Lawyer Jokes Are More Than Just Funny

BY KATIE MAPES

Author and law professor Marc Galanter spoke at HLS on Tuesday about his new book, Lowering the Bar: Lawyer Jokes & Legal Culture. Lawyers, he explained, occupy a unique position in society, being simultaneously indispensable and despised. While lawyer jokes have been around for well over a century, they have increased in frequency and viciousness in the United States since the 1980s. This increase, Galanter suggests, echoes society’s feeling that the volume and complexity of law has soured in recent years. Lawyers, then, are portrayed as “swarming pests from whom society requires” a savior.

Galanter addressed the importance of jokes in popular culture. Unlike news, music, or even fairytales, they are not marketed by authorities. They arise on a small scale and are repeated when told from one person to another. Thus, jokes must tap into something in the popular imagination or they would not be repeated and would simply disappear. They are not balanced or reflective, Galanter admits, and they almost inherently diminish their subjects, but they are a good indicator of the shared perceptions of society.

Another key aspect of jokes, Galanter explained, is that they morph in the retelling. Many lawyer jokes, for instance, began life as jokes about racial minorities or even as Eastern European jokes about the Communist Party. Similarly, the type of jokes told about lawyers has changed over the decades. A hundred years ago, lawyer jokes often involved lawyers impeding justice in some way or another; today, “extermination” jokes, comparing lawyers with rats to be extinguished, predominant.

Some jokes, of course, remain constant. Just as lawyers today are often referred to as sharks, sailors a century ago dubbed sharks to be “sealawyers.”

Today, although lawyer jokes are told by almost everyone – lawyers most of all – Galanter noted that negative views of lawyers are most prominent among the traditionally enfranchised – educated, white males. This might, he suggests, reflect the fact that the professional classes, from the late ’80s on, have felt increasingly attacked by lawyers in their business dealings, and simultaneously, are increasingly dependent on their own lawyers for protection against these attacks.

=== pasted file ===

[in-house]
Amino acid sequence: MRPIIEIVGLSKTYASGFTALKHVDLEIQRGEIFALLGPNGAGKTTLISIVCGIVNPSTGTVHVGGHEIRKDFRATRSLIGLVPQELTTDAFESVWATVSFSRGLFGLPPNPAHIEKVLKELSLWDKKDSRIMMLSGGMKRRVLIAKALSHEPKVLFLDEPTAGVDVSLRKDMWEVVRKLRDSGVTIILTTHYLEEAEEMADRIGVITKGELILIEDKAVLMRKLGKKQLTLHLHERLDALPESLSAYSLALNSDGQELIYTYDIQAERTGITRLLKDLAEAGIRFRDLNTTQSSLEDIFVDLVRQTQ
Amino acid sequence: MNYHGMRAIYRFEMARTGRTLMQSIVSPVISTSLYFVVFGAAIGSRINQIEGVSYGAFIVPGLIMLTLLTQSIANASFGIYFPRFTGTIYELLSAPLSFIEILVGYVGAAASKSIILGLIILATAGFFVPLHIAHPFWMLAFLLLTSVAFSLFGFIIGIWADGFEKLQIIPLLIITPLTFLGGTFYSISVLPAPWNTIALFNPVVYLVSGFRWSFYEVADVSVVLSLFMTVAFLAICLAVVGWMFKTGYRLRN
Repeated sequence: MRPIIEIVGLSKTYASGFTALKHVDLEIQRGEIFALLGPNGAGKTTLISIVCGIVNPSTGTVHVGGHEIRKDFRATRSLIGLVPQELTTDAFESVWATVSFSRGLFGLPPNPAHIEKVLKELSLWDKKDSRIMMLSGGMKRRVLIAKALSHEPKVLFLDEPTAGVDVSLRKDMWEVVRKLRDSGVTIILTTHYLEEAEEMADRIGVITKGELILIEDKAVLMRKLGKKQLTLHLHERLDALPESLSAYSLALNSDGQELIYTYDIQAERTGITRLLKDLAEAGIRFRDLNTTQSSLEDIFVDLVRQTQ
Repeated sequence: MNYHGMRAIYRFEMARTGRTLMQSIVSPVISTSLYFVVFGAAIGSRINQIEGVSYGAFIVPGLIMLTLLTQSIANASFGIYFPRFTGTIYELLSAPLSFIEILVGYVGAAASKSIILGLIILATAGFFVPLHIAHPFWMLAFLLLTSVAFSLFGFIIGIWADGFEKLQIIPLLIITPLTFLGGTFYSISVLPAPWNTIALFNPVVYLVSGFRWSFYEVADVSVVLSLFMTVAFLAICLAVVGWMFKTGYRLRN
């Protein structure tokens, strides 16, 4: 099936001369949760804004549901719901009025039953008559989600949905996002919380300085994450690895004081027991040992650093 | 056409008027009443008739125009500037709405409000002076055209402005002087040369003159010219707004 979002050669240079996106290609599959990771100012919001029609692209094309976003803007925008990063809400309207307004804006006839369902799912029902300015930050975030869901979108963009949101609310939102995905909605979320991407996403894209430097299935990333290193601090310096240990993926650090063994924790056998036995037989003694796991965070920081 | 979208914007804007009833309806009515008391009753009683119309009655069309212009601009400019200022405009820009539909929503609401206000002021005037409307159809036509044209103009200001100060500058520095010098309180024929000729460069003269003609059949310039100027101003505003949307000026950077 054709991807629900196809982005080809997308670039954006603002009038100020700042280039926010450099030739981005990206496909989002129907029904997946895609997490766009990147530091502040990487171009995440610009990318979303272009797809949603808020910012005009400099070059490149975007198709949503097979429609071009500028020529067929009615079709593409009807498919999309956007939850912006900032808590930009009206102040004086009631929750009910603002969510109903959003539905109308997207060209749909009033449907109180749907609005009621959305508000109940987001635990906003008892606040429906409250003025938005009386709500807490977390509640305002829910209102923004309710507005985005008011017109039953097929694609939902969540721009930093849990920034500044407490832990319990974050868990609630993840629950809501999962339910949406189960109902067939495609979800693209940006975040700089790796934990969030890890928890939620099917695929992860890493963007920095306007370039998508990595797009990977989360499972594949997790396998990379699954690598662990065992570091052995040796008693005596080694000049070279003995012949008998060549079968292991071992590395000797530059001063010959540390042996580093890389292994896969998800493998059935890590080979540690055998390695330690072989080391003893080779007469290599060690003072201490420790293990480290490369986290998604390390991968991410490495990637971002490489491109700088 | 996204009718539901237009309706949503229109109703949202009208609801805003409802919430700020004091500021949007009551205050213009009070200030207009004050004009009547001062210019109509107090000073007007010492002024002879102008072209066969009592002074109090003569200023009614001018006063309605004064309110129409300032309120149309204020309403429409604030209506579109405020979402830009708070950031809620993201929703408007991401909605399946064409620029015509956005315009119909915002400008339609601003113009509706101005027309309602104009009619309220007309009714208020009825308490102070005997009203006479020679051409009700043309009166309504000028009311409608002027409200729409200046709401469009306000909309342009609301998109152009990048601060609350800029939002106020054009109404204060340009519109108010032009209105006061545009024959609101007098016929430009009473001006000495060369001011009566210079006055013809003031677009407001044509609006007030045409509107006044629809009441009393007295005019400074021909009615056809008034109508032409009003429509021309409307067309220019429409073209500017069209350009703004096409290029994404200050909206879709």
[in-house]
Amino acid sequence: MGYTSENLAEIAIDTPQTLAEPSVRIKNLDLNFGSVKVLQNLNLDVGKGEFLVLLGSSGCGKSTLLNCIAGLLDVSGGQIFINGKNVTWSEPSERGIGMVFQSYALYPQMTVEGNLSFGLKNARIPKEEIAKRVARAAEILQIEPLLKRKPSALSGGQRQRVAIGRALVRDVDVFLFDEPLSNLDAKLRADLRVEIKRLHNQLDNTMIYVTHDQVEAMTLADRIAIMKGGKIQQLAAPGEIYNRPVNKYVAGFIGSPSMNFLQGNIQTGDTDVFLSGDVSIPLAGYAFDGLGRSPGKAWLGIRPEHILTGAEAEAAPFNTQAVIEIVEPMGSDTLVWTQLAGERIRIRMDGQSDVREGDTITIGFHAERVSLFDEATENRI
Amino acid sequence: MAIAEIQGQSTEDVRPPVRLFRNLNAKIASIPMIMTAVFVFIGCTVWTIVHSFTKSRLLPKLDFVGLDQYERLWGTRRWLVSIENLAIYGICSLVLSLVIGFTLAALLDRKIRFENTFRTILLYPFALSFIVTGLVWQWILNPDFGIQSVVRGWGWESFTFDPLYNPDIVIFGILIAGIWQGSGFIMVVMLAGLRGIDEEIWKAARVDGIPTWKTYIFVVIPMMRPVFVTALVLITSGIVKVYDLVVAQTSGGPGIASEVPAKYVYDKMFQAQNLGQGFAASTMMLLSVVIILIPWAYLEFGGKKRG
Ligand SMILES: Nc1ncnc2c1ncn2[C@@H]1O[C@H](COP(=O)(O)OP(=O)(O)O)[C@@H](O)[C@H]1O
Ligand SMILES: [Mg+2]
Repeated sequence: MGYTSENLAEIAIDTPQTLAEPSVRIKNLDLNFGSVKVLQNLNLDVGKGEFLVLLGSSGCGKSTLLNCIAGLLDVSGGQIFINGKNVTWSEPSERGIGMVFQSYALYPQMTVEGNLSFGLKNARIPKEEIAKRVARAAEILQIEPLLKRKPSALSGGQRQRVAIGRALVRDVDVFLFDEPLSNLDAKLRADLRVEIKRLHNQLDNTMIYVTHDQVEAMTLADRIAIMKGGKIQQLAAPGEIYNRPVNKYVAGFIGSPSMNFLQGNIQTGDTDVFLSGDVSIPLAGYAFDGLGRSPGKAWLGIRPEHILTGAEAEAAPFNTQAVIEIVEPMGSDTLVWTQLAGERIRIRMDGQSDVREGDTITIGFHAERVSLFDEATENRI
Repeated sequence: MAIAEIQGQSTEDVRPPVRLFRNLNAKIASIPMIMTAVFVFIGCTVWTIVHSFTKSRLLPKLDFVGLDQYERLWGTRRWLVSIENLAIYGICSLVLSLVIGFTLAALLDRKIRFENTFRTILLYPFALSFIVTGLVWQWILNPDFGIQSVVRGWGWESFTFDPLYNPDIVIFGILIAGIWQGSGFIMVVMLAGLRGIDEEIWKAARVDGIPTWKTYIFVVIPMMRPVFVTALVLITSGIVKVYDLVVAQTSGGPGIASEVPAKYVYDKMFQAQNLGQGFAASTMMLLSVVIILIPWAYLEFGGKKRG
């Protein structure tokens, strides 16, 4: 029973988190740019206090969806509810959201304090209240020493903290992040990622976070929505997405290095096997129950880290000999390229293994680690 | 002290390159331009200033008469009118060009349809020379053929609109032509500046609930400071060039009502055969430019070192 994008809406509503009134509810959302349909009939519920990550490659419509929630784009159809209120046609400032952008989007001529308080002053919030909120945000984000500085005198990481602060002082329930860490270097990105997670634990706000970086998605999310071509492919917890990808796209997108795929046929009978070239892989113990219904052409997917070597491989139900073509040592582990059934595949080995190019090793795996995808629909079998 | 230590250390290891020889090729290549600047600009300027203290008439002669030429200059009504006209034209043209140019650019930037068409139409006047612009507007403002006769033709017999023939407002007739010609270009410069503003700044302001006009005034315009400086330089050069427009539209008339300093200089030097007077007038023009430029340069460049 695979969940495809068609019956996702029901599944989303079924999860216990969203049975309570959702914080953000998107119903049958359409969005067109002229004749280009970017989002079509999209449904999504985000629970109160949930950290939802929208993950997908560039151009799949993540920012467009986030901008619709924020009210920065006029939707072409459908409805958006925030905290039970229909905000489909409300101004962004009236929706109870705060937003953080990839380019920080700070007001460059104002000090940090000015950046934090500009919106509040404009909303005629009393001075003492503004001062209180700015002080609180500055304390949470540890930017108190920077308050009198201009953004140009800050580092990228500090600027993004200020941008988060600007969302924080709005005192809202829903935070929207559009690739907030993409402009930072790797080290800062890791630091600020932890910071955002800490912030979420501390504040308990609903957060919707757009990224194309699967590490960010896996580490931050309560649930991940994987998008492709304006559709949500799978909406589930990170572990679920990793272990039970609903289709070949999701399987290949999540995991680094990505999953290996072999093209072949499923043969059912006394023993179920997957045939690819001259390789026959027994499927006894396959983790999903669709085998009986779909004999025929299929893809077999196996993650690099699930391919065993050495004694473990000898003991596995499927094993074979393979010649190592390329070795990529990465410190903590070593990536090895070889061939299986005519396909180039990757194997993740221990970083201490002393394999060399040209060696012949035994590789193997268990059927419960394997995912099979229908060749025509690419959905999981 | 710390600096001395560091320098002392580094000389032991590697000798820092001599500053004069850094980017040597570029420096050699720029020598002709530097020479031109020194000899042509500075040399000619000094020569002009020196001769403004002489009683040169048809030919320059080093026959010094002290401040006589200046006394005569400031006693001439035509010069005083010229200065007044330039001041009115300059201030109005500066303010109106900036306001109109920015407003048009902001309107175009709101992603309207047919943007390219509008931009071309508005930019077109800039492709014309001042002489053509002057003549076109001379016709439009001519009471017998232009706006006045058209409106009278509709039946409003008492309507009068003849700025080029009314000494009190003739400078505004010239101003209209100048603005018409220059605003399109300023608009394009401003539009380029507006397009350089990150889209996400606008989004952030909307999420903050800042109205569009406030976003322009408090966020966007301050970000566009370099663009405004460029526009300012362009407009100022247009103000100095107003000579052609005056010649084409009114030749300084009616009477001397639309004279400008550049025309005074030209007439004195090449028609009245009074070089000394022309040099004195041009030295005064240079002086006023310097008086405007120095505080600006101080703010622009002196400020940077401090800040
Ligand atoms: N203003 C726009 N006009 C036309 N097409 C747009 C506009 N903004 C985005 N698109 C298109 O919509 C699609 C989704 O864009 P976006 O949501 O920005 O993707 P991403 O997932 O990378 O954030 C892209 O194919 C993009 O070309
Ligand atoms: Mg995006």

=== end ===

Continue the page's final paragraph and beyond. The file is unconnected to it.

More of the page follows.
Galanter holds professorships at both the University of Wisconsin law school and the London School of Economics and Political Science, and has been the author of numerous works of legal scholarship focusing on the Indian legal system and litigation and dispute in the United States. His book, Lowering the Bar, is available in hardback from the University of Wisconsin Press. It will also be sold at the Harvard Law School Coop.

A few lawyer jokes every lawyer should be aware of:

Q. Why won’t sharks attack lawyers?A. Professional courtesy.

Q. What is a contingent fee?A. A contingent fee means that if you lose your case, your lawyer doesn’t get anything, and if you win, you don’t get anything.

Q. What do you call a lawyer with an I.Q. of 50?A. Senator.

Q. What would happen if you lock a zombie in a room full of lawyers?A. He would starve to death.

A lawyer dies and goes up to heaven, where they’re throwing a huge party in his honor. “What’s going on?” he asks St. Peter. “I’m just a normal guy – I don’t deserve a special party.” St. Peter looks at him and exclaims, “But you’re the oldest person we’ve ever had up here. 184 years! That’s amazing!” “I’m only 63,” answers the lawyer. St. Peter looks confused and flips through his clipboard. Finally, he looks up.”Oh, our mistake,” he said. “We were looking at your timesheets.”

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